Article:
Morgan and I got together and I began to share honestly the things that I had written down that were challenging me about the film. I started with, “Morgan, I feel embarrassed about being seen in the film.

“His face dropped into disappointment. He said, “I’m sorry, John. I didn’t mean……” I said, “No, Morgan, this is about me and my reaction. It isn’t about you or what you produced. His honest response to my comment allowed a very vulnerable conversation to come out. He was humble and yet honest himself. I went on to explain more of my agreement that I had been wrong and that we had done some things that needed correction.

And so it was that from initially being opposed to having any part in the filming, John Smid moved to a point where he wanted to participate in the premier, and has likewise moved from running a program to "convert" gay men into ex-gays, he has now come out publicly as gay himself, and declared that indeed there are no ex-gays.

As a Christian, Smid agrees that gay men may encounter the transforming power of Christ in their lives  - but this transformation does not lead to a change in orientation. For some, it may lead to marriage (to a woman) and children in spite of their orientation, or it may lead to a life of voluntary celibacy - or it may lead to a life in loving partnership with another man.
Actually I’ve never met a man who experienced a change from homosexual to heterosexual. I have met some women who claim that is the case but then again, male sexuality and female sexuality are vastly biologically different so this would not be a fair comparison.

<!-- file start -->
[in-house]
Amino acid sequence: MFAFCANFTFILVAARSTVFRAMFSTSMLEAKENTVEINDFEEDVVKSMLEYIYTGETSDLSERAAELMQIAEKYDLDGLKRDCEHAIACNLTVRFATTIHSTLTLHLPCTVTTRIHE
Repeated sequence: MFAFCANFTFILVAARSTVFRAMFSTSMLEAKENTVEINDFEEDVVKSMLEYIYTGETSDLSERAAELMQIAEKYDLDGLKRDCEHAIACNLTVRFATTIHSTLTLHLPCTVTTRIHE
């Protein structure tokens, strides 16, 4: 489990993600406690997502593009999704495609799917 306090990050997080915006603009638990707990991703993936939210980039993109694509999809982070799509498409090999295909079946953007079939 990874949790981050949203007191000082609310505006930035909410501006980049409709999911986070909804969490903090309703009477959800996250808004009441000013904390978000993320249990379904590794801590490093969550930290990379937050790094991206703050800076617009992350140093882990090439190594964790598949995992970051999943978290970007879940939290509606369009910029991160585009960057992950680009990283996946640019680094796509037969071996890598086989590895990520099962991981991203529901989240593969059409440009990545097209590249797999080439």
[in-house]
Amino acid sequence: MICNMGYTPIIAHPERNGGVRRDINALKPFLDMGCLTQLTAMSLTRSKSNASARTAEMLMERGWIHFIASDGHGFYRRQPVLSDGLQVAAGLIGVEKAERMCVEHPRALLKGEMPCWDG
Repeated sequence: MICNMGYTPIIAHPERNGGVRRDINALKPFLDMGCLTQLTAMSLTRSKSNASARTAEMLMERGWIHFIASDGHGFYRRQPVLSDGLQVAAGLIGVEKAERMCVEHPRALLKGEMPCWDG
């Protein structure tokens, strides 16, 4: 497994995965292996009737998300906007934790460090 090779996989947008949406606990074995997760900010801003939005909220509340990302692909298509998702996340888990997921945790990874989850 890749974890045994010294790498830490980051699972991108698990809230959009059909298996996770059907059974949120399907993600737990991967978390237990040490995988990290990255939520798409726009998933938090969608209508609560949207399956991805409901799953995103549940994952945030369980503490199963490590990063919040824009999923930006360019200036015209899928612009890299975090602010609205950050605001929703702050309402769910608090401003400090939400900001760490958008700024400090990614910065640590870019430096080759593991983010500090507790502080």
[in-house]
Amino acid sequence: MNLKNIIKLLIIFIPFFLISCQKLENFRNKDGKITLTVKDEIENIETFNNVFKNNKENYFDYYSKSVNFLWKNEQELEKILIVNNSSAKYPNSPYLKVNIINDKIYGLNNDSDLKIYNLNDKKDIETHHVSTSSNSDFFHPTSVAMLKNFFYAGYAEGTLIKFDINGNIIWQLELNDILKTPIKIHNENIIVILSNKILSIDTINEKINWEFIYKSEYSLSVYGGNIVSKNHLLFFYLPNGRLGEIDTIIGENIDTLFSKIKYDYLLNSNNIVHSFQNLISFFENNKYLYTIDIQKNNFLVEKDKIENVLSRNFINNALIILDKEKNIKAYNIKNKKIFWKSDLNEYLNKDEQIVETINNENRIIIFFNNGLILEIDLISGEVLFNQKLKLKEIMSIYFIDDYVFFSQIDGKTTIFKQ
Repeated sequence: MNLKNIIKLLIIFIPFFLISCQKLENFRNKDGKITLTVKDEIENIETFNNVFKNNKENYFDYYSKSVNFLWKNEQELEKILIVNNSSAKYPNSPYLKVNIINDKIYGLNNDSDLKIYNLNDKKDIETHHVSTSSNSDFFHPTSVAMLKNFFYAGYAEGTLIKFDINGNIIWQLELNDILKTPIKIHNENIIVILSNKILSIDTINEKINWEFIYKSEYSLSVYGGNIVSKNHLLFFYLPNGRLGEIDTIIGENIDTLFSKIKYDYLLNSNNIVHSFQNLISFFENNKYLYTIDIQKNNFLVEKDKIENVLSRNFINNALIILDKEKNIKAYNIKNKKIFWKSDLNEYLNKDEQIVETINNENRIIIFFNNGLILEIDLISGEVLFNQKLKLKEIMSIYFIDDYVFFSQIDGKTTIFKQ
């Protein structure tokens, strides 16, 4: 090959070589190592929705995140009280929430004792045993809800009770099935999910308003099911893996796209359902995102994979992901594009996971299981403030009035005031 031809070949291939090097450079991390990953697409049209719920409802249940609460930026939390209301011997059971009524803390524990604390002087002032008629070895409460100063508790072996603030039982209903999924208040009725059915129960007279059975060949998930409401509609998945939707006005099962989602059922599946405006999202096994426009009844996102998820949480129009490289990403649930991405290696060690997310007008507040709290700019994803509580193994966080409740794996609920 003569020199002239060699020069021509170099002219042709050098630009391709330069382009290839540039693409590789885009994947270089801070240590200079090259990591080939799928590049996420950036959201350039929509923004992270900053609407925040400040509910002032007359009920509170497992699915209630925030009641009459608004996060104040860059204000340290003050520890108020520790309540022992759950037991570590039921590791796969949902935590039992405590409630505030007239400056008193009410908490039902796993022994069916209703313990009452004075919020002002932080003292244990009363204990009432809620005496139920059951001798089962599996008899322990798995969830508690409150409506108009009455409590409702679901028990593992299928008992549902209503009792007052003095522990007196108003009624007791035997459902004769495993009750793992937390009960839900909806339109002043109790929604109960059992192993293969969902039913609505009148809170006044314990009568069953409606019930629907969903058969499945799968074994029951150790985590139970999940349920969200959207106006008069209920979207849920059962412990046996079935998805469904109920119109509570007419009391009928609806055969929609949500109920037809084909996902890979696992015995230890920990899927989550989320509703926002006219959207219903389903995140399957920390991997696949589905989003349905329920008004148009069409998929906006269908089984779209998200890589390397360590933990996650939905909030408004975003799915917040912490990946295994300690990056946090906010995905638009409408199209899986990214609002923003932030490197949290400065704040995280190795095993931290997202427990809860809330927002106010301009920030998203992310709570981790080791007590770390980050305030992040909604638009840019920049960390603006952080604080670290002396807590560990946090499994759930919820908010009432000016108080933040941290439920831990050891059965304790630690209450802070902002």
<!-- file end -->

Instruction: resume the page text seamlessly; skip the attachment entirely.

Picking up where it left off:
I have met men who find their transformation to include marriage to a woman and having a family and it is something for them that is a wonderful life experience. I’ve met some who find their transformation to include satisfaction in living a single life in Christ and His calling. But, I’ve also met some who experience transformation from sexual promiscuity to a faithful gay relationship that is truly, in their experience, a great blessing to their relationship with Christ.
John Smid's story can hardly be described as "Damascene" - it was not sudden, but took place over a number of years. What is important in it, was the effect of honest and open sharing with another, and honest self-reflection, followed by the courage to admit to the mistakes he had been making in the past, about himself, and about the changes he had been urging on others.

Even the CDF, in their otherwise hostile Pastoral Letter on homosexuality, concludes by reminding us of two key texts in scripture, "Speak the truth in love", and "The truth will set you free".  By beginning to speak the truth with Morgan Fox back in 2005, John Smid allowed the Holy Spirit to do her work, leading him on a notable journey of grace of coming out. That journey began in discomfort and embarrassment, as in coming out to himself showed him the errors of his previous position. It will have continued (probably) in coming out to friends and associates -such as Morgan Fox, whom he now acknowledges as a friend. It reached its culmination this week, in declaring himself in a public blog post. In doing so, I am certain that he will have found confirmation, as countless others have done on coming out, that "The truth will set you free."

John Smid has a new ministry, Grace Rivers, which works for the transforming power of Christ in our lives. As he has now proclaimed forcefully, that transformation should not be seen by the queer community as threatening, but liberating. 
It is our greatest desire to see Christ transform His people. We hope that He may use Grace Rivers as one instrument to do this. We have learned that honesty and authenticity are the vehicles to see the fruit of the Spirit flourish in our lives. We invite you to look through the pages of the Grace Rivers website to see events, articles and tools to reflect our desire. It is our hope you will see Jesus reflected in the truths set forth here.